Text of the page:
New York

Peter Reginato

Tibor De Nagy Gallery

Peter Reginato’s welded steel sculptures are fine examples of a consistent sculptural tradition, investigating concerns that carry through from Picasso, Gonzales and Smith. Although Reginato’s work over the past several years has gone from more contemporary to less contemporary to more traditional—a chronological step backward—these pieces are still well “put together.”

There are four large sculptures—three vertical structures and one horizontal piece. Reginato’s cut-out shapes are combinations of flat-against-curve-against-cylindrical forms. He uses both flat solid forms and flat open-shaped spaces. Each sculpture simultaneously harmonizes with and cuts into the space it occupies. The sculptures are slightly larger than human scale. The embodied gesture of cutting into space is the physical realization of a drawn line. For Reginato, the drawn line and the three-dimensional form are interfaced components of the total structure. Well thought out and executed, the pieces are locked into a time period of yesteryear which reflects, with all due respect, the wholesomeness of dated convention. One experiences Reginato’s sculptures with a sense of satisfaction but without the titillation or benefit of contemporary artistic developments.

Odalisque, 1976, is perhaps the “odd” piece in the show—and a beauty. I’m not sure if the title is derived from Ingres, but the seductive oval-circular form cannot be ignored. This sculpture also recalls the celebrated Vitruvian figure—a well-proportioned man whose extended arms and legs fit exactly into a circle within a square. The piece’s oval horizontality occupies a squared-off space.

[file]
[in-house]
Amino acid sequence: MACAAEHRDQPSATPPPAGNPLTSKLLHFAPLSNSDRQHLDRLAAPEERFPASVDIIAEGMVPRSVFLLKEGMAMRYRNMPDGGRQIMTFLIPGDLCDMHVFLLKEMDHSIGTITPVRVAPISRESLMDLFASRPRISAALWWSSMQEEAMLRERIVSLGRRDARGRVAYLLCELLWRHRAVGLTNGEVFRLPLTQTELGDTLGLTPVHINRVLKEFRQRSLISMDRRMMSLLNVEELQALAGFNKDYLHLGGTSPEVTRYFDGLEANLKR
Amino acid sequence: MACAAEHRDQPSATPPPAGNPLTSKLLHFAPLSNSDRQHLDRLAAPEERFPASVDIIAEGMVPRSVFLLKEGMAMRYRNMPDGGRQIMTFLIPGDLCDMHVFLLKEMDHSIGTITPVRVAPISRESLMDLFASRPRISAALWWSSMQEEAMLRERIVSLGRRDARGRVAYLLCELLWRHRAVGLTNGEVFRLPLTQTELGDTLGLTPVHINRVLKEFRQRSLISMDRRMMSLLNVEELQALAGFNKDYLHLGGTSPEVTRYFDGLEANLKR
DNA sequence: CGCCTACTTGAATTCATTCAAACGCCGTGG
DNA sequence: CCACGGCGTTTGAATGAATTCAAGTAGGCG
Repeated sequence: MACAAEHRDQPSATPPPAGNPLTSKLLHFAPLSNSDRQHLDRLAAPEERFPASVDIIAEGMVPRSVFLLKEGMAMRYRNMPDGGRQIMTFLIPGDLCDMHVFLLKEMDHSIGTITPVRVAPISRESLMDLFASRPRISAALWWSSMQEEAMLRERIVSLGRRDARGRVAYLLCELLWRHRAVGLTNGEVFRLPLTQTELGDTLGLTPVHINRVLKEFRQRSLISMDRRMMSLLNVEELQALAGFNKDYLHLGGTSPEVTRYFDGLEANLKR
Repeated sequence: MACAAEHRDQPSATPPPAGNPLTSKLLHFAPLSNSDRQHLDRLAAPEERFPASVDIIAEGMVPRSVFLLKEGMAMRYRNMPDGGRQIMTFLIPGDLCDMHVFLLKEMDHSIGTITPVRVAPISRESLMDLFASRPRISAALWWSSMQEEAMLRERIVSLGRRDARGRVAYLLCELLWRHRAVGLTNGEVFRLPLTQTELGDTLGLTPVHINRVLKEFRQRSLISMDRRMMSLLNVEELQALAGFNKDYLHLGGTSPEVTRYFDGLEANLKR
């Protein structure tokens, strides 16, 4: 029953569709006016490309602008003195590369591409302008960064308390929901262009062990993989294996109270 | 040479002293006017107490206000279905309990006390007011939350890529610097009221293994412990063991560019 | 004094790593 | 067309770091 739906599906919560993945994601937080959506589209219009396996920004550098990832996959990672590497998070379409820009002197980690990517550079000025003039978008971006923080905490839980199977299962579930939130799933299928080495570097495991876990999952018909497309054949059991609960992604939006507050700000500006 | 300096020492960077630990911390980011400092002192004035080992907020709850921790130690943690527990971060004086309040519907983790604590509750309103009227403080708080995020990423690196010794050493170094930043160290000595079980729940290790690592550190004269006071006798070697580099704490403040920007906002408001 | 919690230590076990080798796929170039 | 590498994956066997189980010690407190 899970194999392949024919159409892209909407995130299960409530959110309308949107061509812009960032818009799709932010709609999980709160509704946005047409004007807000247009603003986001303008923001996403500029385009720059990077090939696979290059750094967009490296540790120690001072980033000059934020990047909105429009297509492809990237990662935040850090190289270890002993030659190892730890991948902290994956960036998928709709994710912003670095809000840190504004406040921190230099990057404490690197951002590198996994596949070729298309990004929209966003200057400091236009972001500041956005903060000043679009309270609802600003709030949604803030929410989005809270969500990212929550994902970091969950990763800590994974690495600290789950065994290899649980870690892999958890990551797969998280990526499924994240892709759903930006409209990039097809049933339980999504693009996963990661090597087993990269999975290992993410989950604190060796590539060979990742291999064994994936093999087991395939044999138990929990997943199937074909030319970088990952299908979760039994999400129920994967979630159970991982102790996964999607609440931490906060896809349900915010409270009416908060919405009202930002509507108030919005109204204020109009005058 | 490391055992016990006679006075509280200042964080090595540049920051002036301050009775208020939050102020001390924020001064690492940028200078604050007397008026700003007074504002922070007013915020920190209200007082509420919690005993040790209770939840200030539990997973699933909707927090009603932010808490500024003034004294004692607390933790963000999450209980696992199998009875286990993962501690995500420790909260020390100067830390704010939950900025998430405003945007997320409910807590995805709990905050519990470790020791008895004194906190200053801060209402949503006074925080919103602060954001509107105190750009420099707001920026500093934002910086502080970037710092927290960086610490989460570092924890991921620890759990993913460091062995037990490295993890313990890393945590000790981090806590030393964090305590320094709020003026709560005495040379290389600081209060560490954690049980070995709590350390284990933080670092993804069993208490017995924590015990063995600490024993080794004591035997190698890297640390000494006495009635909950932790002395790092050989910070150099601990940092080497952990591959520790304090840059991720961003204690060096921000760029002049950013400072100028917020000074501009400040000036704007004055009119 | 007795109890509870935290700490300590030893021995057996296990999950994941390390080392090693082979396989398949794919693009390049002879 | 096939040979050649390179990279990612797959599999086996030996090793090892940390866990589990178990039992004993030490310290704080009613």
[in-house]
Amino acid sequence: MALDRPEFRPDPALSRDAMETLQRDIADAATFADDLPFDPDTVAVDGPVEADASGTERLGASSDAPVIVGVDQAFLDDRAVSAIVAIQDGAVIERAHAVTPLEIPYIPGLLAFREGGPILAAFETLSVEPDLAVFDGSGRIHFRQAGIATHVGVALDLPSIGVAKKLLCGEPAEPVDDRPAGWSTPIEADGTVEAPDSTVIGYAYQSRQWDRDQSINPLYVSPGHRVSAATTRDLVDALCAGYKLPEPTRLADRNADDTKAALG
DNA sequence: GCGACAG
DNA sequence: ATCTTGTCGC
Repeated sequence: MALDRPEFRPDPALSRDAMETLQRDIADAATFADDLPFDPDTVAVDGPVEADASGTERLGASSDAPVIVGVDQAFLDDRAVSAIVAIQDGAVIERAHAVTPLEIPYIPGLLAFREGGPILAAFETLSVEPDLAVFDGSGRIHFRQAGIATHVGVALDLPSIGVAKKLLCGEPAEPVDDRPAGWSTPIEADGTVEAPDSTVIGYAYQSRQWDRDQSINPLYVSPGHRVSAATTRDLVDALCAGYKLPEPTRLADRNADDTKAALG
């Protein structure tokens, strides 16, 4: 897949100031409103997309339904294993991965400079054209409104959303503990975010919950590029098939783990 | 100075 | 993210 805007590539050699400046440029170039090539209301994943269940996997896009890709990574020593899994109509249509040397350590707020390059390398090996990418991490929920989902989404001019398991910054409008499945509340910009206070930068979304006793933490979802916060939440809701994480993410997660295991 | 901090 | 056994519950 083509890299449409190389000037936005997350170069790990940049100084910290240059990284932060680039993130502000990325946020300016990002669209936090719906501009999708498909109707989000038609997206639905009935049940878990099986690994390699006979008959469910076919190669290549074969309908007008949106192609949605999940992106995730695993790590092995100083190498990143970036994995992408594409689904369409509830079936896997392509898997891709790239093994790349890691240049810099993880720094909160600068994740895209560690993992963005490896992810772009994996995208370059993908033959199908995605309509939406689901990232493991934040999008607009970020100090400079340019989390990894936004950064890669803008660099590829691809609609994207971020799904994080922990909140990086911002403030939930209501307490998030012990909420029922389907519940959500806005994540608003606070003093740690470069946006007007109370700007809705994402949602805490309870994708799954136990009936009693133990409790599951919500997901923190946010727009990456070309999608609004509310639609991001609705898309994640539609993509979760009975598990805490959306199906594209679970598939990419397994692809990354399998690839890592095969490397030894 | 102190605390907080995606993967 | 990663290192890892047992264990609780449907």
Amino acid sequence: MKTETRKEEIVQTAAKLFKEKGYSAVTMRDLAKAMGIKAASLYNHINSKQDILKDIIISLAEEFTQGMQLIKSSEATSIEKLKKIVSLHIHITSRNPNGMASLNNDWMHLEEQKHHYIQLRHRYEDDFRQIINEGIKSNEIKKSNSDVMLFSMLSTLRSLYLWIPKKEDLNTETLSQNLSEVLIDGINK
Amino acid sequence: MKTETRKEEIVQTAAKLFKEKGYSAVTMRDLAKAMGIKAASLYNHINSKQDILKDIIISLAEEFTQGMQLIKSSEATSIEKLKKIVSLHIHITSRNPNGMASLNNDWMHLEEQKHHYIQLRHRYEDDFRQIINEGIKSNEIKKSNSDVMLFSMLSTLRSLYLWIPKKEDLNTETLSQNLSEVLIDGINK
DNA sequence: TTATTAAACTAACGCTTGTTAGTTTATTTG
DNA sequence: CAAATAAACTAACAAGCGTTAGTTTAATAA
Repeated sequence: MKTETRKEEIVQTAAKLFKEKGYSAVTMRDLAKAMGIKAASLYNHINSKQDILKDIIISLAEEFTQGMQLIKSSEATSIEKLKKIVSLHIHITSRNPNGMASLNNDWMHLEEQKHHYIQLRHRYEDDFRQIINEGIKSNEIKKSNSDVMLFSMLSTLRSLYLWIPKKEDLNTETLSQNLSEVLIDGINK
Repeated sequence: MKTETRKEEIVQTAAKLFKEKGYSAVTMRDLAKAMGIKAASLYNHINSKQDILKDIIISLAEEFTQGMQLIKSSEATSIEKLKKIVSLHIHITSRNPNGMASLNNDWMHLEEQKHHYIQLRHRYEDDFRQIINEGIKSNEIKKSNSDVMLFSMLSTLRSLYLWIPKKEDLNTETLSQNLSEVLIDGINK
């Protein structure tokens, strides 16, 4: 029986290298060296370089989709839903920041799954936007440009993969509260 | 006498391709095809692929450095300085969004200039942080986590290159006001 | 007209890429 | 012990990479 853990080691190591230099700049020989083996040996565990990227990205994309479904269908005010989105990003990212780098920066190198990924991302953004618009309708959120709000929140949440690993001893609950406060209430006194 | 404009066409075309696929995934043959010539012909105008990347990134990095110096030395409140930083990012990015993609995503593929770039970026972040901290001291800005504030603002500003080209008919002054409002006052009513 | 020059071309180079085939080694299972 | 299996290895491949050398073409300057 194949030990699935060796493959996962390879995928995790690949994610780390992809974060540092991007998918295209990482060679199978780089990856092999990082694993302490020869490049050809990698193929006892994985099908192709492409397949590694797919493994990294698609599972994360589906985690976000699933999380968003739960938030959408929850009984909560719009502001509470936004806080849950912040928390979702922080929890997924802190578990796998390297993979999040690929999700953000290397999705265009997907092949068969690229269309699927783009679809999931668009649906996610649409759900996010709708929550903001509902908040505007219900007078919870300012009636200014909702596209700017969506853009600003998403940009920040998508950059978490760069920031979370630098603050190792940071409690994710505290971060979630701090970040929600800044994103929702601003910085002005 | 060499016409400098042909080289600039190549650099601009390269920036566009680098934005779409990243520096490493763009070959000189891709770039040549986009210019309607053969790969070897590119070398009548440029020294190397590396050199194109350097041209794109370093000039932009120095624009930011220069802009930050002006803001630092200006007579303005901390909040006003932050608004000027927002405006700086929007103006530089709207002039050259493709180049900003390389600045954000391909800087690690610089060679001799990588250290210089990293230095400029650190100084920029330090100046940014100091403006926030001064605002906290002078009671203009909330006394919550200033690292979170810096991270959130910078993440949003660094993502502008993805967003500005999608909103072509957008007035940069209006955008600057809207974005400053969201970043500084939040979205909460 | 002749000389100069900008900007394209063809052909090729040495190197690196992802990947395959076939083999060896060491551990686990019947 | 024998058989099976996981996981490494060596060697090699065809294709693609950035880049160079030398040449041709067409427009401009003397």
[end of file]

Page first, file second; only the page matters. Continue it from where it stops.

Odalisque is also highly reminiscent of the steel drums from the Caribbean, specifically Trinidad, where they were made from discarded oil drums left on American Air Force bases during World War II. Not only is there a physical resemblance to Odalisque (Reginato’s shapes reflect some ethnic-oriented influences) but it brings to mind the relationship of the African masks to Picasso’s work.

The contrast between the bulkweight of the steel sculptures and the homemade, hand-cut, delicate quality of the forms is sensitively and intuitively balanced. Reginato’s surface is slightly rusted welded Mild steel, hand-ground, polyurethaned and finally butchers-waxed. The combination of the surface textures emits a golden hue—that of dulled bronze, perhaps, but not of welded steel.

Sharon Gold